Based on a September New York magazine article titled "Krishna Gone Missing," Queens Odyssey tells the true story of a three-day journey made by 53-year-old Krishna Gurung around the NYC borough of Queens after taking a wrong turn home from a jog on a rainy Friday morning. The proud Nepalese woman, who speaks no English and wears a lot of expensive jewelry during her daily runs, proceeds to wander the urban jungle for 53 hours without a cellphone, map or familiarity with many parts of the city outside of a 20-block radius near her daughter's home in Woodside.
Her odyssey takes her through most of western Queens (plus Roosevelt Island) in a sort of figure-8 pattern (see a map of her trek here). Meanwhile her family and friends search frantically for her, without sleep, thinking she's been mugged or worse. New York writer Michael Idov provides a lot of colorful details in his article that could easily be adapted to the screen. Krishna encounters a few characters along her way, such as a charitable waitress and a mysterious taxi driver who she believes to be a god. Through the weekend she also suffers hallucinations.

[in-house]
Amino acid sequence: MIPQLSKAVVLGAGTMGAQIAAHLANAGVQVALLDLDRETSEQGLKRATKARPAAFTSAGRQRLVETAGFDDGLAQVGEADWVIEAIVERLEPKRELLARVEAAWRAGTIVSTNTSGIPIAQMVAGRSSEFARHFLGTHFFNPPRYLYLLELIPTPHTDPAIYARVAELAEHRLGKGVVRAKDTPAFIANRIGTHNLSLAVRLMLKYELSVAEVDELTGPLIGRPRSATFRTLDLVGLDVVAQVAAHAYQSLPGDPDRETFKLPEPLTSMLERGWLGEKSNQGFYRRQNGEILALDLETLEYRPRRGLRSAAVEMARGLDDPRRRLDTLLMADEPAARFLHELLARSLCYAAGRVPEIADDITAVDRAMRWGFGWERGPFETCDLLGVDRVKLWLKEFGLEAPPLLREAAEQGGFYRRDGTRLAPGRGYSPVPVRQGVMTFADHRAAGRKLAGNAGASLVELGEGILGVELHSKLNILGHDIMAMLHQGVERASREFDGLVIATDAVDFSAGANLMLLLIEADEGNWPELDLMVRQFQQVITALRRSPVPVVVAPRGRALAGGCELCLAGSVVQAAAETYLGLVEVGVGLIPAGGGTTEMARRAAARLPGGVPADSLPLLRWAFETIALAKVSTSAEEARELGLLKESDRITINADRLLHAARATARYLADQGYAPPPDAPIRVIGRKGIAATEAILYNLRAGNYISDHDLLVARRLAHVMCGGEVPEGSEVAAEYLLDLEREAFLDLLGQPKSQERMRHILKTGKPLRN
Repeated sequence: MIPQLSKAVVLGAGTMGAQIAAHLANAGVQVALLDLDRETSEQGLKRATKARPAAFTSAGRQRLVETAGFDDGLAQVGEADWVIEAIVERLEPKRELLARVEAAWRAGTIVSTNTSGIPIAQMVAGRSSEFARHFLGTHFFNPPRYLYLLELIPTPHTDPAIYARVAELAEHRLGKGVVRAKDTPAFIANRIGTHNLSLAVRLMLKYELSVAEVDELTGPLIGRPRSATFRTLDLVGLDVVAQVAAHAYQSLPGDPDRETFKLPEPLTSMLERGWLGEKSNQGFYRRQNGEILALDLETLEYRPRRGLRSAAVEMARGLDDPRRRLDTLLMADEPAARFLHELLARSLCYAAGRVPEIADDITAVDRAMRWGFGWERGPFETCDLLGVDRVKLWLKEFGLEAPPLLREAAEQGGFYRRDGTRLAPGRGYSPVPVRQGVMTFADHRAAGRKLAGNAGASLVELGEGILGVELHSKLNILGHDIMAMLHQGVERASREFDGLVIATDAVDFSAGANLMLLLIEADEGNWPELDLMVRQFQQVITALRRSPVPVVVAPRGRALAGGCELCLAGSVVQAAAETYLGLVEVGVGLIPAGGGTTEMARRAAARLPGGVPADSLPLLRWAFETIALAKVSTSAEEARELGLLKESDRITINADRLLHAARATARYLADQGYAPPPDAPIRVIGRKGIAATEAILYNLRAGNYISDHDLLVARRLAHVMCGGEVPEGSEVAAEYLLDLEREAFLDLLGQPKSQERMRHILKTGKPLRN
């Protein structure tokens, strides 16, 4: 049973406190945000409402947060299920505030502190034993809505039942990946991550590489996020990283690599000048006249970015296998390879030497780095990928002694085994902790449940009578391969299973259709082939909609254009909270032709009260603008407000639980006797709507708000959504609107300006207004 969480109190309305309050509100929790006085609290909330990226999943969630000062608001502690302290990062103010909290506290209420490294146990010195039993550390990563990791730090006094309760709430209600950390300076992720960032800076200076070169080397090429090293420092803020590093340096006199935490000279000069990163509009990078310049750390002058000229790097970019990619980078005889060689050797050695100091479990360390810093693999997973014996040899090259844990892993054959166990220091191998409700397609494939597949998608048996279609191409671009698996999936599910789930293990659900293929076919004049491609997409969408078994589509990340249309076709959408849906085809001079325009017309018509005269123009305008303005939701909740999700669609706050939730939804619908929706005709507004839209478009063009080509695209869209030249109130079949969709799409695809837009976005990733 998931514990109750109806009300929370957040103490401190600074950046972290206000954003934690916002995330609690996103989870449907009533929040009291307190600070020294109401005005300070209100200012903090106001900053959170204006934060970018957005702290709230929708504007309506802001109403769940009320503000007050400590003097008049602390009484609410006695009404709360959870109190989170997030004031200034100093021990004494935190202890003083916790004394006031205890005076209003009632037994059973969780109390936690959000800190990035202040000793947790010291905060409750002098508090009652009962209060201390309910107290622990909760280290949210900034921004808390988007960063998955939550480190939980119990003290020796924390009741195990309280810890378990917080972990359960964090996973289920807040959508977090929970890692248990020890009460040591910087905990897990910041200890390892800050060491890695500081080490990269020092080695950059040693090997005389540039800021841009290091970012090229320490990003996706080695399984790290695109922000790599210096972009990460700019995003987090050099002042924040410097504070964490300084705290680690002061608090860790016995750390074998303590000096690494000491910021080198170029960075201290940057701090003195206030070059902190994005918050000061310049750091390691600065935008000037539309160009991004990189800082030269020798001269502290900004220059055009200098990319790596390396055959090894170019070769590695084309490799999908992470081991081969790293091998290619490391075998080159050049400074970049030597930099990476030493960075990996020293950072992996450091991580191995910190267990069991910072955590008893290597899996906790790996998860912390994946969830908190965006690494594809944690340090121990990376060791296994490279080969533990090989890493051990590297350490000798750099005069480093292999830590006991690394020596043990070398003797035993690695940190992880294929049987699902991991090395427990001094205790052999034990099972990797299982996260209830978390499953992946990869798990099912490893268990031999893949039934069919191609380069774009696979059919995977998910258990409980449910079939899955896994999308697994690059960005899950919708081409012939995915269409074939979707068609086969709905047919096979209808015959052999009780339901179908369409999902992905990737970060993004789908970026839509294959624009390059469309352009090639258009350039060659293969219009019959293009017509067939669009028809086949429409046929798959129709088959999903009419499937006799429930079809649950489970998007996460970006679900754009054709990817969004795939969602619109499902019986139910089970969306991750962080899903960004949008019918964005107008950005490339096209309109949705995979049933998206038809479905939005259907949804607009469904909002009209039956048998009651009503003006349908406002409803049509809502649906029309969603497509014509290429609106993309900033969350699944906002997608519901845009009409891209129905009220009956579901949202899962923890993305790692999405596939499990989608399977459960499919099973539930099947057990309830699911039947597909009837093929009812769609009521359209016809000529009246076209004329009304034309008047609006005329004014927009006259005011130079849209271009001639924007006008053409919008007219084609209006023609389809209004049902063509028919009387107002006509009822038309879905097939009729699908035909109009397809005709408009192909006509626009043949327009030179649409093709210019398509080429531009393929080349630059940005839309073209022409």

If made in Hollywood, Queens Odyssey would require some embellishment, some extra characters and events to make it an absurd comedy, one that shows how surreal, diverse and sprawling NYC is (think Quick Change, After Hours and The Warriors). As entertaining as that sounds, though, I'd actually prefer a quieter, more realistic adaptation. Specifically, I think filmmaker Ramin Bahrani would be the perfect person to direct Krishna's story, given that his beautiful New York City character studies Chop Shop and Man Push Cart kept coming to mind while I read the article.
Would you see this movie? Which version, Hollywood or indie? Vote below.